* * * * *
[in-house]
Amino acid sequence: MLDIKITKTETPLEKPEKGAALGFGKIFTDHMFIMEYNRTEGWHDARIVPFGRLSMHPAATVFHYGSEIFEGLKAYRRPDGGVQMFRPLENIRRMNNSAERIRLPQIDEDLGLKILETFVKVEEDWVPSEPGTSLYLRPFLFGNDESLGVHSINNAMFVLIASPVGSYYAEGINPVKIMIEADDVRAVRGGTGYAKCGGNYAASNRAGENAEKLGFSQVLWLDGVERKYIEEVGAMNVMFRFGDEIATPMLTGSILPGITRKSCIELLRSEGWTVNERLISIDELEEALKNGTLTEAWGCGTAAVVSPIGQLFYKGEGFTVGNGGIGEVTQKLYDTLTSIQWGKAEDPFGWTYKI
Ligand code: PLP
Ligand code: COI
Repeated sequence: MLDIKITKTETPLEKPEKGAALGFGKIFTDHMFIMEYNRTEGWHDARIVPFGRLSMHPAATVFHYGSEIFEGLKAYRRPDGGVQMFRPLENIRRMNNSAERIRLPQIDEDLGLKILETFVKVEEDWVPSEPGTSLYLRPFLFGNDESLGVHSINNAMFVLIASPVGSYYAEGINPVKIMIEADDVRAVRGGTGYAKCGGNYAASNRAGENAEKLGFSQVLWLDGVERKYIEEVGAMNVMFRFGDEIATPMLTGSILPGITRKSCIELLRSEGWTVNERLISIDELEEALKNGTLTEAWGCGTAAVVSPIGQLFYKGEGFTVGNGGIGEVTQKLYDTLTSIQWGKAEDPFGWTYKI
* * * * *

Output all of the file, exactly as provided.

[in-house]
Amino acid sequence: MLDIKITKTETPLEKPEKGAALGFGKIFTDHMFIMEYNRTEGWHDARIVPFGRLSMHPAATVFHYGSEIFEGLKAYRRPDGGVQMFRPLENIRRMNNSAERIRLPQIDEDLGLKILETFVKVEEDWVPSEPGTSLYLRPFLFGNDESLGVHSINNAMFVLIASPVGSYYAEGINPVKIMIEADDVRAVRGGTGYAKCGGNYAASNRAGENAEKLGFSQVLWLDGVERKYIEEVGAMNVMFRFGDEIATPMLTGSILPGITRKSCIELLRSEGWTVNERLISIDELEEALKNGTLTEAWGCGTAAVVSPIGQLFYKGEGFTVGNGGIGEVTQKLYDTLTSIQWGKAEDPFGWTYKI
Ligand code: PLP
Ligand code: COI
Repeated sequence: MLDIKITKTETPLEKPEKGAALGFGKIFTDHMFIMEYNRTEGWHDARIVPFGRLSMHPAATVFHYGSEIFEGLKAYRRPDGGVQMFRPLENIRRMNNSAERIRLPQIDEDLGLKILETFVKVEEDWVPSEPGTSLYLRPFLFGNDESLGVHSINNAMFVLIASPVGSYYAEGINPVKIMIEADDVRAVRGGTGYAKCGGNYAASNRAGENAEKLGFSQVLWLDGVERKYIEEVGAMNVMFRFGDEIATPMLTGSILPGITRKSCIELLRSEGWTVNERLISIDELEEALKNGTLTEAWGCGTAAVVSPIGQLFYKGEGFTVGNGGIGEVTQKLYDTLTSIQWGKAEDPFGWTYKI